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Hades abducting Persephone, wall painting in the small royal tomb at Vergina. Macedonia, Greece.
In Greek mythology, Persephone is the Queen of the Underwold and the goddess of spring growth.
She is the daughter of Zeus, the king of the gods, and Demeter, the goddess of the harvest and agriculture.
The abduction of Persephone has been interpreted countless times, which has resulted in it being cloaked by confusion and obscurity.
The oldest source is probably the Homeric Hymn to Demeter, and here’s part of it:
"Apart from Demeter, lady of the golden sword and glorious fruits, she was playing with the deep-bosomed daughters of Oceanus and gathering flowers over a soft meadow, roses and crocuses and beautiful violets, irises also and hyacinths and the narcissus, which Earth made to grow at the will of Zeus and to please the Host of Many, to be a snare for the bloom-like girl — a marvellous, radiant flower. It was a thing of awe whether for deathless gods or mortal men to see: from its root grew a hundred blooms and is smelled most sweetly, so that all wide heaven above and the whole earth and the sea’s salt swell laughed for joy. And the girl was amazed and reached out with both hands to take the lovely toy; but the wide-pathed earth yawned there in the plain of Nysa, and the lord, Host of Many, with his immortal horses sprang out upon her — the Son of Cronos, He who has many names." (4-18)
According to this same hymn, Hekate (the goddess of crossroads) and Helios (the god of the sun) were the only ones who heard Persephone’s cries for her father, Zeus.
Demeter searched for her daughter for nine days straight, and on the tenth day Hekate came to her, and told the goddess that she had indeed heard Persephone being taken away, but that she had not seen who the perpetrator was.
Then Demeter went to Helios, and asked him to tell her the truth about who took her daughter. Helios responded that Hades had taken her with permission from Zeus.
Grief and anger overcame Demeter, and, in the disguise of an old and barren woman, she wandered the towns of men for a long while until she came to the house of King Keleus of Eleusis, where the daughters of the lord found her. The daughters enquired of her presence, and the disguised goddess said she was, against her will, brought from Crete by pirates, and, having escaped them, she was now seeking whatever work they would give her.
Demeter was offered the job of taking care of King Keleus’ newly born son, Demophon. For a long time, the goddess did not as much as smile because of the desire to be reunited with her daughter, but the woman Iambe made her laugh through humor and quips.
At night, Demeter would lay the baby boy, Demophon, into the hearth’s flames - burning the mortality from him, and slowly transforming him into an immortal being. She did this every night until Metaneira, the boy’s mother, saw it and was enraged.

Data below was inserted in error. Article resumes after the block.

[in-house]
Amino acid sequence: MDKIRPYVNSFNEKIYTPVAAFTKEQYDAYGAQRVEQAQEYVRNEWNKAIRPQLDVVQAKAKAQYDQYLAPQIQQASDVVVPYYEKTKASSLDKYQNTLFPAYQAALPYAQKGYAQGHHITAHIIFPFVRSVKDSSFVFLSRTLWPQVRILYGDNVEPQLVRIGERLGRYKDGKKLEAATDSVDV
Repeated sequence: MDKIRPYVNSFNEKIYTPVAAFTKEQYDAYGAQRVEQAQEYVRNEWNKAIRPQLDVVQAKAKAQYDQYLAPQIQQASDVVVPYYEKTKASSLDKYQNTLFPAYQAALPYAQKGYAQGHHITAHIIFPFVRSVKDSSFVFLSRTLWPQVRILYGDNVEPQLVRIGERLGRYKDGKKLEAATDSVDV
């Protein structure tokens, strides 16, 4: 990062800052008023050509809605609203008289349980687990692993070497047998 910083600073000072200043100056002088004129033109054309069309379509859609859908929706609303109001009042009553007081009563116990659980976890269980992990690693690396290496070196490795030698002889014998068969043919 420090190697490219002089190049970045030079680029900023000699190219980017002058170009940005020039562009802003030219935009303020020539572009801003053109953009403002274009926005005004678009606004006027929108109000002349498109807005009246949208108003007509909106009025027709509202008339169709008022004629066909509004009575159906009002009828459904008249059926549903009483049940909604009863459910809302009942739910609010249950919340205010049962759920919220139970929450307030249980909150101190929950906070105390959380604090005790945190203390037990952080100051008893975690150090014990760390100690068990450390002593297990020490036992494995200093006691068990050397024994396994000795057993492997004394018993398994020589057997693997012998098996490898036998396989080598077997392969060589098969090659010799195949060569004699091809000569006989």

The goddess then spoke:
"Witless are you mortals and dull to foresee your lot, whether of good or evil, that comes upon you. For now in your heedlessness you have wrought folly past healing; for — be witness the oath of the gods, the relentless water of Styx — I would have made your dear son deathless and unaging all his days and would have bestowed on him everlasting honour, but now he can in no way escape death and the fates." (254-258)
She then proceeded to cast away her disguise, showing her true divine nature, and demanded that, for the people of Eleusis to win back her favor, they build her a great temple. The Lord Keleus, upon hearing this, built the sanctuary of Demeter and Persephone at Eleusis, and followers of the Eleusinian Mysteries came there to celebrate them for a little over two millennia.
After the temple was built, Demeter still longed for the return of Persephone. This grief caused a year of famine for mankind. All land was lifeless, and Zeus, the king of the gods, therefore sent Iris to implore the goddess to return to Olympos.
However, Demeter said she would not return until Persephone, her daughter, was released from the Underworld. Upon hearing this, Zeus sent Hermes down to the Underworld to make Hades release his bride, and Hermes did. Hades, having been commanded to let Persephone go, said:
"Go now, Persephone, to your dark-robed mother, go, and feel kindly in your heart towards me: be not so exceedingly cast down; for I shall be no unfitting husband for you among the deathless gods, that am own brother to father Zeus. And while you are here, you shall rule all that lives and moves and shall have the greatest rights among the deathless gods: those who defraud you and do not appease your power with offerings, reverently performing rites and paying fit gifts, shall be punished for evermore." (358-364)
Even though Hades had to release his wife, he gave the young goddess a pomegranate seed to eat, so that she would always be tied to the Underworld.
Persephone was reunited with her mother, but only for two thirds of the year; one third of the year she had to spend as Queen of the Underworld and the wife of Hades, because of the pomegranate seed she ate.